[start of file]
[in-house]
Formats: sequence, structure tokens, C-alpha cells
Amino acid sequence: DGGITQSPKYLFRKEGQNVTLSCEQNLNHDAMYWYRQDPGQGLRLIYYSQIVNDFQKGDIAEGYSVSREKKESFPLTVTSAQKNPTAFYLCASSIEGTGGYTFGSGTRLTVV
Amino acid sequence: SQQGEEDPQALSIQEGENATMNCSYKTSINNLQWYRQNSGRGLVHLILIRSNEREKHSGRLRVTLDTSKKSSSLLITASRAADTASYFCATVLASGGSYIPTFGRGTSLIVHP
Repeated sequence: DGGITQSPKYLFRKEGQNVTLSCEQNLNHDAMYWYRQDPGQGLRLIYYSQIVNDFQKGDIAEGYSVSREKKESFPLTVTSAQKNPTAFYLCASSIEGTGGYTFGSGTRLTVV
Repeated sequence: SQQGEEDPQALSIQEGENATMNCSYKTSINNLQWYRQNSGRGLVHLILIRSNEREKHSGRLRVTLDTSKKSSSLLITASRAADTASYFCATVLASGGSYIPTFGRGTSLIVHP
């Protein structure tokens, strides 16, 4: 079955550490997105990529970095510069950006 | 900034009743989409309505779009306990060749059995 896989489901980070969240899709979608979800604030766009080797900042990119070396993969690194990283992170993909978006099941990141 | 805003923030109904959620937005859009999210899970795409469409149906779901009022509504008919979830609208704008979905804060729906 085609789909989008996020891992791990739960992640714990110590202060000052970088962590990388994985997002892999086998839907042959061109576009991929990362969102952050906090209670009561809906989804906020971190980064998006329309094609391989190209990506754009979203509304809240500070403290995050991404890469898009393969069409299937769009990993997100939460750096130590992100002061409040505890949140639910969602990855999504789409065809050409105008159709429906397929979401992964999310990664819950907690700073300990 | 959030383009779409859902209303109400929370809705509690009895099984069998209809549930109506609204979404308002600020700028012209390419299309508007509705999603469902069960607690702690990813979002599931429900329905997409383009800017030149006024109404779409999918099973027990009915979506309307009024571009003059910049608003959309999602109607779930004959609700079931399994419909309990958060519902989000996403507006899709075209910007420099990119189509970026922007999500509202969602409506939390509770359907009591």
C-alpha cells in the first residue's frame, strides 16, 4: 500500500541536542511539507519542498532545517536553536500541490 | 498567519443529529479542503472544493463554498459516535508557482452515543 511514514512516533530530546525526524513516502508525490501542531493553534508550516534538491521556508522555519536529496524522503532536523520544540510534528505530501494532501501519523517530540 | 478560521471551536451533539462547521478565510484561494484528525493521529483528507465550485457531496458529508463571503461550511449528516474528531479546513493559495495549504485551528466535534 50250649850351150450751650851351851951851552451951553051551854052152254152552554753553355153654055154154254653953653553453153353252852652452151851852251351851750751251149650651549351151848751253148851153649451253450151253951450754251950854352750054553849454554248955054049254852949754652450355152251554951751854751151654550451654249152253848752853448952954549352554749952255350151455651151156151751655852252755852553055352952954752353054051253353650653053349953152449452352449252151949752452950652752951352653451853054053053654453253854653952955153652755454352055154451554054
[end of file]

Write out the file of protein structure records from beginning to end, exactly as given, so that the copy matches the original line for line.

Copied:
[in-house]
Formats: sequence, structure tokens, C-alpha cells
Amino acid sequence: DGGITQSPKYLFRKEGQNVTLSCEQNLNHDAMYWYRQDPGQGLRLIYYSQIVNDFQKGDIAEGYSVSREKKESFPLTVTSAQKNPTAFYLCASSIEGTGGYTFGSGTRLTVV
Amino acid sequence: SQQGEEDPQALSIQEGENATMNCSYKTSINNLQWYRQNSGRGLVHLILIRSNEREKHSGRLRVTLDTSKKSSSLLITASRAADTASYFCATVLASGGSYIPTFGRGTSLIVHP
Repeated sequence: DGGITQSPKYLFRKEGQNVTLSCEQNLNHDAMYWYRQDPGQGLRLIYYSQIVNDFQKGDIAEGYSVSREKKESFPLTVTSAQKNPTAFYLCASSIEGTGGYTFGSGTRLTVV
Repeated sequence: SQQGEEDPQALSIQEGENATMNCSYKTSINNLQWYRQNSGRGLVHLILIRSNEREKHSGRLRVTLDTSKKSSSLLITASRAADTASYFCATVLASGGSYIPTFGRGTSLIVHP
């Protein structure tokens, strides 16, 4: 079955550490997105990529970095510069950006 | 900034009743989409309505779009306990060749059995 896989489901980070969240899709979608979800604030766009080797900042990119070396993969690194990283992170993909978006099941990141 | 805003923030109904959620937005859009999210899970795409469409149906779901009022509504008919979830609208704008979905804060729906 085609789909989008996020891992791990739960992640714990110590202060000052970088962590990388994985997002892999086998839907042959061109576009991929990362969102952050906090209670009561809906989804906020971190980064998006329309094609391989190209990506754009979203509304809240500070403290995050991404890469898009393969069409299937769009990993997100939460750096130590992100002061409040505890949140639910969602990855999504789409065809050409105008159709429906397929979401992964999310990664819950907690700073300990 | 959030383009779409859902209303109400929370809705509690009895099984069998209809549930109506609204979404308002600020700028012209390419299309508007509705999603469902069960607690702690990813979002599931429900329905997409383009800017030149006024109404779409999918099973027990009915979506309307009024571009003059910049608003959309999602109607779930004959609700079931399994419909309990958060519902989000996403507006899709075209910007420099990119189509970026922007999500509202969602409506939390509770359907009591």
C-alpha cells in the first residue's frame, strides 16, 4: 500500500541536542511539507519542498532545517536553536500541490 | 498567519443529529479542503472544493463554498459516535508557482452515543 511514514512516533530530546525526524513516502508525490501542531493553534508550516534538491521556508522555519536529496524522503532536523520544540510534528505530501494532501501519523517530540 | 478560521471551536451533539462547521478565510484561494484528525493521529483528507465550485457531496458529508463571503461550511449528516474528531479546513493559495495549504485551528466535534 50250649850351150450751650851351851951851552451951553051551854052152254152552554753553355153654055154154254653953653553453153353252852652452151851852251351851750751251149650651549351151848751253148851153649451253450151253951450754251950854352750054553849454554248955054049254852949754652450355152251554951751854751151654550451654249152253848752853448952954549352554749952255350151455651151156151751655852252755852553055352952954752353054051253353650653053349953152449452352449252151949752452950652752951352653451853054053053654453253854653952955153652755454352055154451554054